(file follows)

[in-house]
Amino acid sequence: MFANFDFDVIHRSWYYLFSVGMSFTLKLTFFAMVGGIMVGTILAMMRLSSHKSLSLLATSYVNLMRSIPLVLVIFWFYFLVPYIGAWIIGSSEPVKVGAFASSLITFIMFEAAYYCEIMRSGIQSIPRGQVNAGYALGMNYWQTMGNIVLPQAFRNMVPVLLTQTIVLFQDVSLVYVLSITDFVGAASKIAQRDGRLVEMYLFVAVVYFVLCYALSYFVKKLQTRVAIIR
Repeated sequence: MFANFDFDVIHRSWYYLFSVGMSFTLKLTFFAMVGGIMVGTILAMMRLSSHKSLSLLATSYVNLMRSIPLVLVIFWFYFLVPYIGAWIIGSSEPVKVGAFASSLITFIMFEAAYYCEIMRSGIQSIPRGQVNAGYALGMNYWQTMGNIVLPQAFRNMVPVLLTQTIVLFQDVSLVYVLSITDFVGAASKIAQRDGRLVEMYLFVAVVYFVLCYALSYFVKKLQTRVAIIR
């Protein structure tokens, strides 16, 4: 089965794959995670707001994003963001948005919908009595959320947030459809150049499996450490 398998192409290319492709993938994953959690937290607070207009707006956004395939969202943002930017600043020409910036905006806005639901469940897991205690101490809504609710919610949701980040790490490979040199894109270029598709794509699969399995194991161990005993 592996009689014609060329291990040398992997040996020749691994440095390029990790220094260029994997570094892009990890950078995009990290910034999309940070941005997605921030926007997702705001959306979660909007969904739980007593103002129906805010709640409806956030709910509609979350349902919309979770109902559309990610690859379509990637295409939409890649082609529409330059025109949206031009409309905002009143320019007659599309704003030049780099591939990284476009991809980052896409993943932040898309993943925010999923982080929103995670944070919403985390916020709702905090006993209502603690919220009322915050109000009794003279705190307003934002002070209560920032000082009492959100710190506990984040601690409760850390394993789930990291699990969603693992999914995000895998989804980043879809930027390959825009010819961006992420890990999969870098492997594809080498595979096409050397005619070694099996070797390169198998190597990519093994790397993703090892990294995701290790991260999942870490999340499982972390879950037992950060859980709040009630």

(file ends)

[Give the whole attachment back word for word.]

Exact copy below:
[in-house]
Amino acid sequence: MFANFDFDVIHRSWYYLFSVGMSFTLKLTFFAMVGGIMVGTILAMMRLSSHKSLSLLATSYVNLMRSIPLVLVIFWFYFLVPYIGAWIIGSSEPVKVGAFASSLITFIMFEAAYYCEIMRSGIQSIPRGQVNAGYALGMNYWQTMGNIVLPQAFRNMVPVLLTQTIVLFQDVSLVYVLSITDFVGAASKIAQRDGRLVEMYLFVAVVYFVLCYALSYFVKKLQTRVAIIR
Repeated sequence: MFANFDFDVIHRSWYYLFSVGMSFTLKLTFFAMVGGIMVGTILAMMRLSSHKSLSLLATSYVNLMRSIPLVLVIFWFYFLVPYIGAWIIGSSEPVKVGAFASSLITFIMFEAAYYCEIMRSGIQSIPRGQVNAGYALGMNYWQTMGNIVLPQAFRNMVPVLLTQTIVLFQDVSLVYVLSITDFVGAASKIAQRDGRLVEMYLFVAVVYFVLCYALSYFVKKLQTRVAIIR
């Protein structure tokens, strides 16, 4: 089965794959995670707001994003963001948005919908009595959320947030459809150049499996450490 398998192409290319492709993938994953959690937290607070207009707006956004395939969202943002930017600043020409910036905006806005639901469940897991205690101490809504609710919610949701980040790490490979040199894109270029598709794509699969399995194991161990005993 592996009689014609060329291990040398992997040996020749691994440095390029990790220094260029994997570094892009990890950078995009990290910034999309940070941005997605921030926007997702705001959306979660909007969904739980007593103002129906805010709640409806956030709910509609979350349902919309979770109902559309990610690859379509990637295409939409890649082609529409330059025109949206031009409309905002009143320019007659599309704003030049780099591939990284476009991809980052896409993943932040898309993943925010999923982080929103995670944070919403985390916020709702905090006993209502603690919220009322915050109000009794003279705190307003934002002070209560920032000082009492959100710190506990984040601690409760850390394993789930990291699990969603693992999914995000895998989804980043879809930027390959825009010819961006992420890990999969870098492997594809080498595979096409050397005619070694099996070797390169198998190597990519093994790397993703090892990294995701290790991260999942870490999340499982972390879950037992950060859980709040009630």